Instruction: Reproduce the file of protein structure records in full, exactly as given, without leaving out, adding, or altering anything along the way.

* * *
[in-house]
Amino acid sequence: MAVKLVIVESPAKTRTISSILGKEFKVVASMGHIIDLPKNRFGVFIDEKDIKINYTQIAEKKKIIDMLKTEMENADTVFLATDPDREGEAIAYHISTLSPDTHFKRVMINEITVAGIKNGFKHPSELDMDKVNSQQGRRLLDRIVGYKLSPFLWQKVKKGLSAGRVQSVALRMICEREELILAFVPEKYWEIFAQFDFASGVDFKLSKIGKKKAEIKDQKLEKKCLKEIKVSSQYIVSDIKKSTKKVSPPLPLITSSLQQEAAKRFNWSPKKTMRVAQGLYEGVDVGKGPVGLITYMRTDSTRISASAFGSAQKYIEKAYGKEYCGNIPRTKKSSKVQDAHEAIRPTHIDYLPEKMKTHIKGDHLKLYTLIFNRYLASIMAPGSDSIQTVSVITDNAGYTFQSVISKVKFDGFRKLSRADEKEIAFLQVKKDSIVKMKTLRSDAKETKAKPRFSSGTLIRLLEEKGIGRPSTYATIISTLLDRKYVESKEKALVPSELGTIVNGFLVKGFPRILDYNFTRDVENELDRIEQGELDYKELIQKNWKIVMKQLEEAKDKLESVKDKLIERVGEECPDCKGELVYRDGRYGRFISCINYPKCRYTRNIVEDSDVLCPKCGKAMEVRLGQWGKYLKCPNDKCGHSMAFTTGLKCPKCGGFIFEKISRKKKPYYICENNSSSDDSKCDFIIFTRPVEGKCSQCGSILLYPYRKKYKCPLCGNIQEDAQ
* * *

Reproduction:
[in-house]
Amino acid sequence: MAVKLVIVESPAKTRTISSILGKEFKVVASMGHIIDLPKNRFGVFIDEKDIKINYTQIAEKKKIIDMLKTEMENADTVFLATDPDREGEAIAYHISTLSPDTHFKRVMINEITVAGIKNGFKHPSELDMDKVNSQQGRRLLDRIVGYKLSPFLWQKVKKGLSAGRVQSVALRMICEREELILAFVPEKYWEIFAQFDFASGVDFKLSKIGKKKAEIKDQKLEKKCLKEIKVSSQYIVSDIKKSTKKVSPPLPLITSSLQQEAAKRFNWSPKKTMRVAQGLYEGVDVGKGPVGLITYMRTDSTRISASAFGSAQKYIEKAYGKEYCGNIPRTKKSSKVQDAHEAIRPTHIDYLPEKMKTHIKGDHLKLYTLIFNRYLASIMAPGSDSIQTVSVITDNAGYTFQSVISKVKFDGFRKLSRADEKEIAFLQVKKDSIVKMKTLRSDAKETKAKPRFSSGTLIRLLEEKGIGRPSTYATIISTLLDRKYVESKEKALVPSELGTIVNGFLVKGFPRILDYNFTRDVENELDRIEQGELDYKELIQKNWKIVMKQLEEAKDKLESVKDKLIERVGEECPDCKGELVYRDGRYGRFISCINYPKCRYTRNIVEDSDVLCPKCGKAMEVRLGQWGKYLKCPNDKCGHSMAFTTGLKCPKCGGFIFEKISRKKKPYYICENNSSSDDSKCDFIIFTRPVEGKCSQCGSILLYPYRKKYKCPLCGNIQEDAQ